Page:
State Laws on Corporal Punishment Name Institution Background One of the main challenges in United States public schools is indiscipline. This problem is attributed to many factors, including weak teacher-student relationships, family-related factors, poor disciplining approaches, and changes in technology that have led to new dimensions of indiscipline (Zolotor et al., 2011)…
One of the approaches of disciplining that has been at the center of debating among the lawmakers and educational stakeholders has been the corporal punishment. Different states in the United States have either banned or allowed corporal punishment as a way of disciplining in US public schools. It is worth noting that majority of the states have prohibited corporal punishment, but the rest have not banned the practice (Bloom, 2010). Corporal punishment in schools entails official punishment of students for deviant behaviors or violation of school rules and regulations. It involves striking student a number of times in a premeditated and methodical manner (Human Rights Watch, 2008). Normally, the punishment is administered either on the hands or across the buttocks, using wooden yardstick, wooden paddle, leather strap, or a rattan cane. Its advocates consider it appropriate because they believe that it provides an immediate response to misbehavior and indiscipline, and that after its administration students can quickly go back to classroom and continue with learning. However, its opponents argue that other disciplinary approaches can be equally or even more effective. The opponents further argue that corporal punishment can amount to abuse or violence (Sparks, 2013). Rollins (2012) argues that good conduct and discipline is an important ingredient for success of students in schools. It is also argued that all educational stakeholders agree that there is need for effective ways of addressing the challenge of indiscipline in the US public schools. However, there seems to be a disagreement on which are the best approaches of instilling good conduct and discipline. In particular, there is a disagreement on whether corporal punishment is a good approach of instilling discipline in public schools. Corporal punishment has been used as a way of disciplining for many years, and there are those who believe that it has been tested and proved to be an effective way of disciplining students (Brookmeyer, Fanti, and Henrich, 2008). The proponents of corporal punishment argue that the very nature of corporal punishment achieves better outcomes compared to other methods of disciplining. The opponents of this practice hold the view that it is often cruel, brutal, and ineffective, and therefore cannot be relied upon to instill good conduct and discipline. Both arguments have been backed up by several researches. As a matter of fact, even the opponents of the practice agree that corporal punishment to some extent can significantly reform the behaviors of children in school and family settings as well. A study by the National Centre for Educational Research and the National Centre for Social and Criminal found out that about 70 percent of teachers and parents prefer corporal punishment as a mode of punishment (Sajkowska & Wojtasik, 2009). Parents who prefer corporal punishment as a mode of punishment are also comfortable if the punishment is implemented in school. Conversely, many of those parents who do not prefer it as a method of punishment in school are against its use in schools, be it private or public schools. The debate surrounding corporal punishment is mainly on whether, when effectively administered, it can reduce the ...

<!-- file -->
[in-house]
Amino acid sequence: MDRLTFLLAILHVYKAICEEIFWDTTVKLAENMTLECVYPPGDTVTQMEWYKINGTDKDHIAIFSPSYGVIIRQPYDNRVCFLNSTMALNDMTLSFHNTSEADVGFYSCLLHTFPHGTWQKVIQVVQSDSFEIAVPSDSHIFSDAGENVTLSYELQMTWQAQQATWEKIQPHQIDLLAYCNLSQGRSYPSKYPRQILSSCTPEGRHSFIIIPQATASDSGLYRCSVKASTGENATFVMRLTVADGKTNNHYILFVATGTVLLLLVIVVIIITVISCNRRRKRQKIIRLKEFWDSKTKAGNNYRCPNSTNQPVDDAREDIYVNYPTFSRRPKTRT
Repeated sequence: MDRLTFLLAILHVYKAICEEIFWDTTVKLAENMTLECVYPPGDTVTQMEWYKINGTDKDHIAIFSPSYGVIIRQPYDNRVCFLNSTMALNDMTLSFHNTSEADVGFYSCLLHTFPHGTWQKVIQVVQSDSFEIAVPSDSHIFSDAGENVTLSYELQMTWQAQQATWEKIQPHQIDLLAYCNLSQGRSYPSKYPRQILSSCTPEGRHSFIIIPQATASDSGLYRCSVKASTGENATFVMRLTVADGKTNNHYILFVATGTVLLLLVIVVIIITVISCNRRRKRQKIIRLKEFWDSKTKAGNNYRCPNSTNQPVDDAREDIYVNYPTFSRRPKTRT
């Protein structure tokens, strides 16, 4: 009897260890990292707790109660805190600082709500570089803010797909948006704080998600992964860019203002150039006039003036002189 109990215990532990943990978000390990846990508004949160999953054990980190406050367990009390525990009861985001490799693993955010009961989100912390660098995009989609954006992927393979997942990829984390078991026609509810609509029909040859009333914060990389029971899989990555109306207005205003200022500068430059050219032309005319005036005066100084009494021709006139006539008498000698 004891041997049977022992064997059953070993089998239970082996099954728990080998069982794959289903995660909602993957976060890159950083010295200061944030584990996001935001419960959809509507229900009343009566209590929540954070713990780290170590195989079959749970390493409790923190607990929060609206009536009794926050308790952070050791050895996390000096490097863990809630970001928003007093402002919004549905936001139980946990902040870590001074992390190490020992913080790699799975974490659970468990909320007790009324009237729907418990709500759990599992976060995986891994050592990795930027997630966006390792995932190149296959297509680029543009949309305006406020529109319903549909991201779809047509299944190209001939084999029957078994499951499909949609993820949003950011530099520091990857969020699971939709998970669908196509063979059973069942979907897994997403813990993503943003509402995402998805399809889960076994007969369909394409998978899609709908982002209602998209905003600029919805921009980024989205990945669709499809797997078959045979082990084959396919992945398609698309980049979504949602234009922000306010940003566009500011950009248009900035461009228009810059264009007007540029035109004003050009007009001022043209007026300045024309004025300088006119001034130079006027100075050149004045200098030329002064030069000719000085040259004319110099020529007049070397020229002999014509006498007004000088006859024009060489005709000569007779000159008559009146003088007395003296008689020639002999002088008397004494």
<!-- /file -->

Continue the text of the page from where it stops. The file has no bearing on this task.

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The study will specifically rely on data that will be collected from all stakeholders involved in corporal punishment including students, government institutions, teachers, policy makers, parents, and school administrators. This method will be used to evaluate the numbers of reported cases regarding corporal punishment in public schools.
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Most of the Southern states are among the 19 states that have not yet banned it. The first U.S state to place a ban on corporal punishment was New Jersey way back in 1867 which was preceded by Massachusetts in
The most effective research methodology in examining the nature and side effects of corporal punishment is relying on mix methodology (qualitative and quantitative research methodologies). Qualitative research method collects information that is not numerical in nature.
There are those who hold the view that corporal punishment is a proved and tested way of achieving this end (Dayton, 2009). There are those who believe that corporal punishment should not be allowed in public schools as a way of instilling
The history of this topic can be traced back to the American Revolution. It has been practiced in the US public schools since the American Revolution (Alexander and Alexander, 2012). While that may be the case, it